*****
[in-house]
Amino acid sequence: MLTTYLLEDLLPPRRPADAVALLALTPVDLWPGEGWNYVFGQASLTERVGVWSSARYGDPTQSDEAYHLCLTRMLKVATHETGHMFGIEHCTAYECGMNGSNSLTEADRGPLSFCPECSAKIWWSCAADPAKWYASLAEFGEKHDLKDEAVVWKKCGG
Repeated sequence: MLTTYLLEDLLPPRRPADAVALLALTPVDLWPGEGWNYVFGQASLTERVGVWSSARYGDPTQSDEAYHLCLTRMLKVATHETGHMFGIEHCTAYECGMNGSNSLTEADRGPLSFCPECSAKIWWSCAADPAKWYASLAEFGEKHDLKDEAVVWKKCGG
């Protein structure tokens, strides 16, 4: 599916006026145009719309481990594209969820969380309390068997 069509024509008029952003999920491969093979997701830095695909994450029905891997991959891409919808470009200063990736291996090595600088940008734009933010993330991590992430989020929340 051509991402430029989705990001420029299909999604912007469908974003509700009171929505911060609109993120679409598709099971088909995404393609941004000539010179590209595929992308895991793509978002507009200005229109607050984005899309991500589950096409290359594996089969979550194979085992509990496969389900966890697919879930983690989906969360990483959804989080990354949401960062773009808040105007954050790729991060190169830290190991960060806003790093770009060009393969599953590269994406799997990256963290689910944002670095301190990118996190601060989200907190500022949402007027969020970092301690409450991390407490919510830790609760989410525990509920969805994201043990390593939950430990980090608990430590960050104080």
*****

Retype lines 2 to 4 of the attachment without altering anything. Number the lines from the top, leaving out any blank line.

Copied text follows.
Amino acid sequence: MLTTYLLEDLLPPRRPADAVALLALTPVDLWPGEGWNYVFGQASLTERVGVWSSARYGDPTQSDEAYHLCLTRMLKVATHETGHMFGIEHCTAYECGMNGSNSLTEADRGPLSFCPECSAKIWWSCAADPAKWYASLAEFGEKHDLKDEAVVWKKCGG
Repeated sequence: MLTTYLLEDLLPPRRPADAVALLALTPVDLWPGEGWNYVFGQASLTERVGVWSSARYGDPTQSDEAYHLCLTRMLKVATHETGHMFGIEHCTAYECGMNGSNSLTEADRGPLSFCPECSAKIWWSCAADPAKWYASLAEFGEKHDLKDEAVVWKKCGG
């Protein structure tokens, strides 16, 4: 599916006026145009719309481990594209969820969380309390068997 069509024509008029952003999920491969093979997701830095695909994450029905891997991959891409919808470009200063990736291996090595600088940008734009933010993330991590992430989020929340 051509991402430029989705990001420029299909999604912007469908974003509700009171929505911060609109993120679409598709099971088909995404393609941004000539010179590209595929992308895991793509978002507009200005229109607050984005899309991500589950096409290359594996089969979550194979085992509990496969389900966890697919879930983690989906969360990483959804989080990354949401960062773009808040105007954050790729991060190169830290190991960060806003790093770009060009393969599953590269994406799997990256963290689910944002670095301190990118996190601060989200907190500022949402007027969020970092301690409450991390407490919510830790609760989410525990509920969805994201043990390593939950430990980090608990430590960050104080």